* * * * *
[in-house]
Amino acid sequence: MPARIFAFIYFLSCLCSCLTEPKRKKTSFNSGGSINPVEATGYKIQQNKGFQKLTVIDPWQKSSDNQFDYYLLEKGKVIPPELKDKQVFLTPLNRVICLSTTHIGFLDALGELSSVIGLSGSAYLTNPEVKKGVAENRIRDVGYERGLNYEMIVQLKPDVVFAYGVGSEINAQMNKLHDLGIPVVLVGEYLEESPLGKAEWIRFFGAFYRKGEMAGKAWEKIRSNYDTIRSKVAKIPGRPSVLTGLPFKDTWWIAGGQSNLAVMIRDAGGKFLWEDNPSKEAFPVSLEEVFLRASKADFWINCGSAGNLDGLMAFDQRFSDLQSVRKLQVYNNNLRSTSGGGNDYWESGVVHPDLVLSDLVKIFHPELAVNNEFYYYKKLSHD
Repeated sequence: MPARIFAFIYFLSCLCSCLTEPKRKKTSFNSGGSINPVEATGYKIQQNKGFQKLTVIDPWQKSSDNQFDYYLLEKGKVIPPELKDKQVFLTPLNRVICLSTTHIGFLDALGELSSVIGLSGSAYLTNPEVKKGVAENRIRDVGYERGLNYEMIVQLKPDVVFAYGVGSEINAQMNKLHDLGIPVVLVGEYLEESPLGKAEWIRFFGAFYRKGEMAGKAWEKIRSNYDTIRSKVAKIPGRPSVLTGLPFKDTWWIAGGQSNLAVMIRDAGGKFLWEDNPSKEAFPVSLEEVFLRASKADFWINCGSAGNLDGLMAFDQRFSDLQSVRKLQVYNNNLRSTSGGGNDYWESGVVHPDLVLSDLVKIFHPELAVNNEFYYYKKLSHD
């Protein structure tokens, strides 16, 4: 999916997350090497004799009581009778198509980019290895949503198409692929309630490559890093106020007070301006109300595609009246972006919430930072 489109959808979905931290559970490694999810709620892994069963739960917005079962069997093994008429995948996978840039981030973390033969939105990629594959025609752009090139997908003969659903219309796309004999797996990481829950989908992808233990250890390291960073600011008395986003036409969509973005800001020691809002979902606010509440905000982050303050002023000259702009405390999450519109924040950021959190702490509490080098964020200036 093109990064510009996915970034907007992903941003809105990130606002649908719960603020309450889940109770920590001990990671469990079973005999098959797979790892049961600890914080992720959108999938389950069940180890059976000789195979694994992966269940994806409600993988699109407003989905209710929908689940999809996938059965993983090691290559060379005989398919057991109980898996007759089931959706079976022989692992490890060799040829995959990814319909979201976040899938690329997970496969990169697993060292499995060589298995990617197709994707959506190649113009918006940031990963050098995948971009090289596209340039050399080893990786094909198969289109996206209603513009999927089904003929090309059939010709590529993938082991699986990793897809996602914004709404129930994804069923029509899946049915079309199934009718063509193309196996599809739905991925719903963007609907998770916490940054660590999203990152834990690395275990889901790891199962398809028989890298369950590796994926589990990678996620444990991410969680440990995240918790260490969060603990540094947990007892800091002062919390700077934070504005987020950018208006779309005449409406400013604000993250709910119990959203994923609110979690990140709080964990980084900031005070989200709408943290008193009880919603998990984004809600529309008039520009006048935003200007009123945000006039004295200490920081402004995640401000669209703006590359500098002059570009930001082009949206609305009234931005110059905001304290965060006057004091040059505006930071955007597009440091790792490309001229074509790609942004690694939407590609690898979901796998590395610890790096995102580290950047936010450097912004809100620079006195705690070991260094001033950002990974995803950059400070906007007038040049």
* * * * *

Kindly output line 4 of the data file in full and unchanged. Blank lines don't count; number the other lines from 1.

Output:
């Protein structure tokens, strides 16, 4: 999916997350090497004799009581009778198509980019290895949503198409692929309630490559890093106020007070301006109300595609009246972006919430930072 489109959808979905931290559970490694999810709620892994069963739960917005079962069997093994008429995948996978840039981030973390033969939105990629594959025609752009090139997908003969659903219309796309004999797996990481829950989908992808233990250890390291960073600011008395986003036409969509973005800001020691809002979902606010509440905000982050303050002023000259702009405390999450519109924040950021959190702490509490080098964020200036 093109990064510009996915970034907007992903941003809105990130606002649908719960603020309450889940109770920590001990990671469990079973005999098959797979790892049961600890914080992720959108999938389950069940180890059976000789195979694994992966269940994806409600993988699109407003989905209710929908689940999809996938059965993983090691290559060379005989398919057991109980898996007759089931959706079976022989692992490890060799040829995959990814319909979201976040899938690329997970496969990169697993060292499995060589298995990617197709994707959506190649113009918006940031990963050098995948971009090289596209340039050399080893990786094909198969289109996206209603513009999927089904003929090309059939010709590529993938082991699986990793897809996602914004709404129930994804069923029509899946049915079309199934009718063509193309196996599809739905991925719903963007609907998770916490940054660590999203990152834990690395275990889901790891199962398809028989890298369950590796994926589990990678996620444990991410969680440990995240918790260490969060603990540094947990007892800091002062919390700077934070504005987020950018208006779309005449409406400013604000993250709910119990959203994923609110979690990140709080964990980084900031005070989200709408943290008193009880919603998990984004809600529309008039520009006048935003200007009123945000006039004295200490920081402004995640401000669209703006590359500098002059570009930001082009949206609305009234931005110059905001304290965060006057004091040059505006930071955007597009440091790792490309001229074509790609942004690694939407590609690898979901796998590395610890790096995102580290950047936010450097912004809100620079006195705690070991260094001033950002990974995803950059400070906007007038040049």